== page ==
a slow process. We will need to average 60,000 to 70,000 sows per week
for an extended period of time – probably through March of 2010 – to
get sow numbers down to a level where pork supply is in line with
demand. The issue for many producers is to maximize value for their
business even if they are liquidating. Producers will not sell all of
their sows in a short period of time. If sows are confirmed pregnant or
close to farrowing, they will want to capture the value of the weaned
pigs. The decision to liquidate, whether by the producer or the lender,
is never quick or easy.
The issue of the Cuban embargo and agricultural trade to
Cuba is beginning to gain congressional attention. Indications are that
Congressmen Jerry Moran (R-KS), Collin Peterson (D-MN), chairman of the
House Agriculture Committee, Rosa DeLauro (D-CT), chairwoman of the
House Agriculture Appropriations subcommittee, and Jo Ann Emerson (R-MO)
will be advocating for legislation to expand agricultural trade to Cuba.
According to reports, the bill would: 1) eliminate the need to go
through banks in other countries to conduct agricultural trades; 2)
require agricultural exports to Cuba to meet the same payment
requirements as exports to other countries by requiring payment when the
title of the shipment changes hands; and 3) allow U.S. citizens to
travel to Cuba, reducing the bureaucratic red tape required for
agricultural association, agribusinesses, and others to make
agricultural sales. Former President Bill Clinton signed legislation in
2000 to allow some agricultural and medical shipments to Cuba. Total
exports have grown from $7 million in 2000 to $711.5 million in 2008.
Agricultural exports to Cuba in 2008 were: corn, 27%; meat, poultry and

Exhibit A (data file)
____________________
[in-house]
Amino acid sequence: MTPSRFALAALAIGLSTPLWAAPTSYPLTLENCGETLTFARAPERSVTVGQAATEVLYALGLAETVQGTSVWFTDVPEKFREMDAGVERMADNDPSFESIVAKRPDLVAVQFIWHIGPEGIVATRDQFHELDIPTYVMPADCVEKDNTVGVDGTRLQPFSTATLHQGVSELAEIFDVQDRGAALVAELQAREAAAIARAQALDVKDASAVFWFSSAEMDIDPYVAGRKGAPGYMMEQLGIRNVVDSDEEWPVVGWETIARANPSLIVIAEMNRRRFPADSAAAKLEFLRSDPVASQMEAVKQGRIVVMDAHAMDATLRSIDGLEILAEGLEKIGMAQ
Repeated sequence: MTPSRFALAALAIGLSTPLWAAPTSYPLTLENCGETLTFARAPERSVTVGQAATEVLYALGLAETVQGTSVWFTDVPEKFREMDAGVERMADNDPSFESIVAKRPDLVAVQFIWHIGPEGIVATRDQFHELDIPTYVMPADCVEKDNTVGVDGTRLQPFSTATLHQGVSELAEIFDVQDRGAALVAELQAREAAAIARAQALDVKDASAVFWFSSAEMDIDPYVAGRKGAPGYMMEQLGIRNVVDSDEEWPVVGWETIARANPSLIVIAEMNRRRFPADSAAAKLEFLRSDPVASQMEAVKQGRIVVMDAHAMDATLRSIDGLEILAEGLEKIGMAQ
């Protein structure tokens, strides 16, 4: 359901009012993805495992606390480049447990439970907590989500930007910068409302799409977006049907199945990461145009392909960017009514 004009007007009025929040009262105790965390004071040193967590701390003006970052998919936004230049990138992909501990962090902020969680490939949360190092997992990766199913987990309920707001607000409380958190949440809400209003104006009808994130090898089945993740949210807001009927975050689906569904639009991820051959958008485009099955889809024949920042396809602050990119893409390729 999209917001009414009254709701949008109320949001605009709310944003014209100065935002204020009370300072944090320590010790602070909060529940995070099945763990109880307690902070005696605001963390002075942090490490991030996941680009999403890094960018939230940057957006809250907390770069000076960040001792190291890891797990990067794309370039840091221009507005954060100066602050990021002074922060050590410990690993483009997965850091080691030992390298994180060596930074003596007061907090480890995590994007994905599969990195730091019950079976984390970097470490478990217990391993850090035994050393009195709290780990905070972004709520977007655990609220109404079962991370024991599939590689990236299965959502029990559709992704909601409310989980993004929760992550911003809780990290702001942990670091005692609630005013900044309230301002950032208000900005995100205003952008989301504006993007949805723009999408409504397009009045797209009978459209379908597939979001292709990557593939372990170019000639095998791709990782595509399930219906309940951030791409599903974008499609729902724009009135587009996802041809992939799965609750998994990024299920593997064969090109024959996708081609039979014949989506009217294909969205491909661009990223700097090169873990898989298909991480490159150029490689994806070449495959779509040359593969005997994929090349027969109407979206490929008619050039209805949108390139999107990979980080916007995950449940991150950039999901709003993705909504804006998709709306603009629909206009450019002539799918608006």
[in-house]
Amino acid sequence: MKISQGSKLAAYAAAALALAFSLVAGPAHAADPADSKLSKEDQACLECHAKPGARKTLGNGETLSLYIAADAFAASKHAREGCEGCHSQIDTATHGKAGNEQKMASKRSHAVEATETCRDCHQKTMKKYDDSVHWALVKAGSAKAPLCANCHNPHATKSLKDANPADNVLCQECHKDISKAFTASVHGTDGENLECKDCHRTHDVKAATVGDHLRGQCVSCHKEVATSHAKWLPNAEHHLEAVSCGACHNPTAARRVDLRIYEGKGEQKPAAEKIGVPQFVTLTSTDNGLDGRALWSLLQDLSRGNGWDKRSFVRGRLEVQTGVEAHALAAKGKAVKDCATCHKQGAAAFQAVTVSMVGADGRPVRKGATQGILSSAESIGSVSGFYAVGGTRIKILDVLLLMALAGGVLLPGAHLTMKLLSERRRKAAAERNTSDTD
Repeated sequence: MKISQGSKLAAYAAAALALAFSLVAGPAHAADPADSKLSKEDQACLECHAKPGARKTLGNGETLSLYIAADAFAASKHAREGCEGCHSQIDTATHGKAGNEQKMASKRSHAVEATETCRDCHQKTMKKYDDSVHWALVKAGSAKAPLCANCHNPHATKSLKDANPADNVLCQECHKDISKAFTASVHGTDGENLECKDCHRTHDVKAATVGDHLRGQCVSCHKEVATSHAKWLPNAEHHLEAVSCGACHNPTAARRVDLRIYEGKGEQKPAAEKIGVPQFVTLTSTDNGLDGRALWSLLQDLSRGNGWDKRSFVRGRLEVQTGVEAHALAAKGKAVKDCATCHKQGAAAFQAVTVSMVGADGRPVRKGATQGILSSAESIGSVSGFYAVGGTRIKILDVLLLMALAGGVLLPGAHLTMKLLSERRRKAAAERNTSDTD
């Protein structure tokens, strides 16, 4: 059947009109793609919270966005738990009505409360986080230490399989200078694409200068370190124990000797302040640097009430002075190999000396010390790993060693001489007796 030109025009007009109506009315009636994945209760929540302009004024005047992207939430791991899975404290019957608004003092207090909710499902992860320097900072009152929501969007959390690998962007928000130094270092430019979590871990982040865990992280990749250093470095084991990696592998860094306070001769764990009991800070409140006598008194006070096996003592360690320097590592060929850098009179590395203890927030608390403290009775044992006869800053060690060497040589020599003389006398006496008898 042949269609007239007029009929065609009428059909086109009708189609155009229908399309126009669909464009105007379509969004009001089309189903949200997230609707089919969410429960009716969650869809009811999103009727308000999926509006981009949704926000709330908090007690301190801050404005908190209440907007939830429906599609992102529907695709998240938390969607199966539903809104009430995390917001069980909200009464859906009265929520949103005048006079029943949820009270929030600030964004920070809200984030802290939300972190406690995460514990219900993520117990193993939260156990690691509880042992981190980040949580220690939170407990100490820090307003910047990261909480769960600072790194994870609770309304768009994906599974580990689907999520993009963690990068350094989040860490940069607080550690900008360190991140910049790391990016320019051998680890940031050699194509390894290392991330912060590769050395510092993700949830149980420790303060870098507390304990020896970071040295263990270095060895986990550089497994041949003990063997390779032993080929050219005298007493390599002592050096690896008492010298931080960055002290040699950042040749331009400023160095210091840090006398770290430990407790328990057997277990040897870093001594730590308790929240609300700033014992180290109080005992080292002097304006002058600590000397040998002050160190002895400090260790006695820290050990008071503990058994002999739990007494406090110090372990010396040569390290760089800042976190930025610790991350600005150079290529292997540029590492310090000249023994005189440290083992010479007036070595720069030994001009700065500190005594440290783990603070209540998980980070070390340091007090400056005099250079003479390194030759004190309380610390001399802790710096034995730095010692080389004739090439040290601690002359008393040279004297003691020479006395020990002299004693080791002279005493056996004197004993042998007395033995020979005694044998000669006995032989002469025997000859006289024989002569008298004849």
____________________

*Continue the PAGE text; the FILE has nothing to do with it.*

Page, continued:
fish, 21.5%; wheat, 19%; soybeans, 9.4%; animal feed, 8.4%; and other
agricultural goods, 11.2%. Agriculture has been one of the strongest
proponents to end the Cuban embargo.
Locking in Futures Prices to Survive in 2010
Pork producers facing the prospects of a third year in a
row of losses might want to consider locking in prices for 2010 given
current hog futures prices, according to Purdue University Extension
Economist Chris Hurt.
Hurt predicts hog prices will average about $46 to $47 per
hundredweight next year, starting at $44 in the first quarter, moving to
near $50 in the second and third quarters and back to the mid-$40s in
the final quarter.
“Given the assumption of $50 costs, this would still leave $10 of
loss per head, the third year in a row of losses,” Hurt says. However,
the current financial realities could mean the herd will decline,
demand will improve and hog prices will track higher than the current
Dec. 1, 2009: Ventilation Systems
Workshop, Animal Sciences Building, The Ohio State University,
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Dec. 8, 2009: Pork Profit Seminars, Nevada, MO;
contact: Missouri Pork Association at (573) 445-8375.